Fanfou: A Chinese Website Which Is An Exact Replica Of Twitter

fanfouCalifornian-based company Twitter is the world’s most popular micro-blogging platform and the third largest social network tailing behind giants Facebook and Myspace, according to Compete. It has attracted millions of users to sign up for an account and that includes celebrities such as Lance Armstrong and Michael Phelps. Some micro-blogging rivals like Plurk are trying to innovate new ways to overtake Twitter, but they simply can’t because Twitter has lots of media coverage made by news companies and websites and hence resulting in a rapid growth.

Currently, Twitter has two versions – the original website (international) and the Japanese version (targeting the Japanese). However, the folks at Twitter haven’t come up with a Chinese version yet, probably it’s because of many rivals in this field and the lack of people who post tweets in Chinese. And one of the rivals is Fanfou, a chinese website which happens to be an exact replica of Twitter and is quite popular in China.



Created in 2008, Fanfou copies almost all the features Twitter already has such as the light blue background in Twitter’s homepage (not exactly the same but quite similar), uses the same API as Twitter, similar layout with follower, following count and number of updates, public timeline, location and a short bio. Doesn’t all these sounds familiar? Well actually around 90% are the same, just that Fanfou offers one really useful and interesting feature that allow users to post updates easily from MSN, GTalk, QQ and mobile phones directly instead of just from the Web.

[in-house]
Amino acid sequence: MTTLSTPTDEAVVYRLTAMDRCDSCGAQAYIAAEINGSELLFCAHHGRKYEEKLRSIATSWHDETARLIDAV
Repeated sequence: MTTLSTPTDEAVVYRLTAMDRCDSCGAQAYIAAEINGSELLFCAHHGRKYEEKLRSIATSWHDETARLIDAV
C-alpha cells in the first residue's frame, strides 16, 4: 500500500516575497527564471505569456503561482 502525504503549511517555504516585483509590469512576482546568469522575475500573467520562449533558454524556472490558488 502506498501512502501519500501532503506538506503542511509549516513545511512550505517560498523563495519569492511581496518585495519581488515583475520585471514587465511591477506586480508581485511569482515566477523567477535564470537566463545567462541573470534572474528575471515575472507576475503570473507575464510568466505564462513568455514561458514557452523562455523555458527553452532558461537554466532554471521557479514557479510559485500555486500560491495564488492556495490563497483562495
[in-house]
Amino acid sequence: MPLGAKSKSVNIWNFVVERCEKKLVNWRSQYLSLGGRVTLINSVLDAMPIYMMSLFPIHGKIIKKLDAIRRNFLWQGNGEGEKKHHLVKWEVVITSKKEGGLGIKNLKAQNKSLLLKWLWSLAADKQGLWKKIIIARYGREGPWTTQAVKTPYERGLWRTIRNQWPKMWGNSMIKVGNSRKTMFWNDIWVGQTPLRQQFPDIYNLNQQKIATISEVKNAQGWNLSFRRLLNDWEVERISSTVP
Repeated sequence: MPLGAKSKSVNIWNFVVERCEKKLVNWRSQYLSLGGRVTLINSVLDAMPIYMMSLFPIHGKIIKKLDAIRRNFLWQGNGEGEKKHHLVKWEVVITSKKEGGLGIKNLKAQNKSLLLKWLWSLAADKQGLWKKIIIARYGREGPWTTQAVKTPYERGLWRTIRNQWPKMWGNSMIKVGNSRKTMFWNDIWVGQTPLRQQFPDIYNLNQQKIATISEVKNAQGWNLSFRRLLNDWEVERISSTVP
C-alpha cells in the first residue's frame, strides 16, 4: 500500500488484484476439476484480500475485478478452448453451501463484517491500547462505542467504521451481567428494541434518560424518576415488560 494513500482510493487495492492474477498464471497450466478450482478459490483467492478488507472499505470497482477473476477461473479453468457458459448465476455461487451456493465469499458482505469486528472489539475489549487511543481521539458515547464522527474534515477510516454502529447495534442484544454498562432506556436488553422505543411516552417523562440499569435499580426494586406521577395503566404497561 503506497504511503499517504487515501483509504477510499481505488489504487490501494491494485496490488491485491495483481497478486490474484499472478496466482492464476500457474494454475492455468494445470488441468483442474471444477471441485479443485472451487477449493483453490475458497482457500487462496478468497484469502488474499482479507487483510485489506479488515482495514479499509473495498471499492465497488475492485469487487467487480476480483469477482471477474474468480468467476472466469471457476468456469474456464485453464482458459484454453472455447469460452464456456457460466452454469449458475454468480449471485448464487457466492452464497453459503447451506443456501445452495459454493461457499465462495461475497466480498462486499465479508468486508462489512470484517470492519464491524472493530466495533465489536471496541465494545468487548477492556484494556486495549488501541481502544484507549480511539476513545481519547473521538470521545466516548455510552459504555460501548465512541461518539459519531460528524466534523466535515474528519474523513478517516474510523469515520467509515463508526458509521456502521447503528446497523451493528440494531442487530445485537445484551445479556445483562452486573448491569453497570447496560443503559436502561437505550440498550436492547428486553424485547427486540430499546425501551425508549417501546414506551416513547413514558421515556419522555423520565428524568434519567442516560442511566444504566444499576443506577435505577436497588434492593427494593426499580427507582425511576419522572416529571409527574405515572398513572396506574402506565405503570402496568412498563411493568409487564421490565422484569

Fortunately, I’m not a novice in Chinese, therefore I’m able to understand what Fanfou does and its features without the need to do a webpage translation on Google Translate. Basically from the name Fanfou, it actually means “Have you eaten your meal or not?” in English. Having a similar concept as Twitter’s so-called slogan – “What are you doing?”, I feel that Fanfou is the “real” micro-blogging platform as compared to Twitter. Why I say so? From my observation, most of the updates posted by users on Fanfou are related to their thoughts, opinions and what they are doing now.

On the other hand, Twitter has a mix of both (“What are you doing now?” and Digg/StumbleUpon style). If Twitterers continue to share tons of interesting links with people and posting fewer personal updates such as “I’m at the airport now…waiting excitedly for my relative to arrive.”, then it’ll lose its original micro-blogging status and of course its popular and traditional “What are you doing?” slogan.

In China, there are actually still many websites out there which functions similarly as Twitter. Not only do the Chinese love to make replicas instead of racking their brains to think of creative ideas, other people in the world are also same. One great example is PacMee Malaysia, another Twitter replica. You can read the full review at Danny Foo’s blog.